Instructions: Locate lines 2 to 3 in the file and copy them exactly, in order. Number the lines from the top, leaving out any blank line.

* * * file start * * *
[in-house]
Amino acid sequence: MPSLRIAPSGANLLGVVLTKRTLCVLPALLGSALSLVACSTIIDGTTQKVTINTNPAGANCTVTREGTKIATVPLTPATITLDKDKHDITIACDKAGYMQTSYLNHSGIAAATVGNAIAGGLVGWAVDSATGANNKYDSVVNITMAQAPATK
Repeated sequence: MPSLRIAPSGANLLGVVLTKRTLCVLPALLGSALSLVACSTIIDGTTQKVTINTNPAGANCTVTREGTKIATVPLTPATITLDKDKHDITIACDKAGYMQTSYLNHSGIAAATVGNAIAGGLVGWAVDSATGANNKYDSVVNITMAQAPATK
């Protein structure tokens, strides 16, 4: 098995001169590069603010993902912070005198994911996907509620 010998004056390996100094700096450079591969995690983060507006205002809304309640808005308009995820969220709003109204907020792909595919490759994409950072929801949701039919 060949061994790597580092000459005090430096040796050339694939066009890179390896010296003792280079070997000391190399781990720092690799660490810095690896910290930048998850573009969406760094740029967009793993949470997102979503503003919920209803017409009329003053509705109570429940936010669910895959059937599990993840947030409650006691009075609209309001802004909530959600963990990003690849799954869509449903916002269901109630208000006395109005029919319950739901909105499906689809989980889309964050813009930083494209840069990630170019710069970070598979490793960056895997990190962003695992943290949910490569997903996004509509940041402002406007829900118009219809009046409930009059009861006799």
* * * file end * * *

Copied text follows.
Amino acid sequence: MPSLRIAPSGANLLGVVLTKRTLCVLPALLGSALSLVACSTIIDGTTQKVTINTNPAGANCTVTREGTKIATVPLTPATITLDKDKHDITIACDKAGYMQTSYLNHSGIAAATVGNAIAGGLVGWAVDSATGANNKYDSVVNITMAQAPATK
Repeated sequence: MPSLRIAPSGANLLGVVLTKRTLCVLPALLGSALSLVACSTIIDGTTQKVTINTNPAGANCTVTREGTKIATVPLTPATITLDKDKHDITIACDKAGYMQTSYLNHSGIAAATVGNAIAGGLVGWAVDSATGANNKYDSVVNITMAQAPATK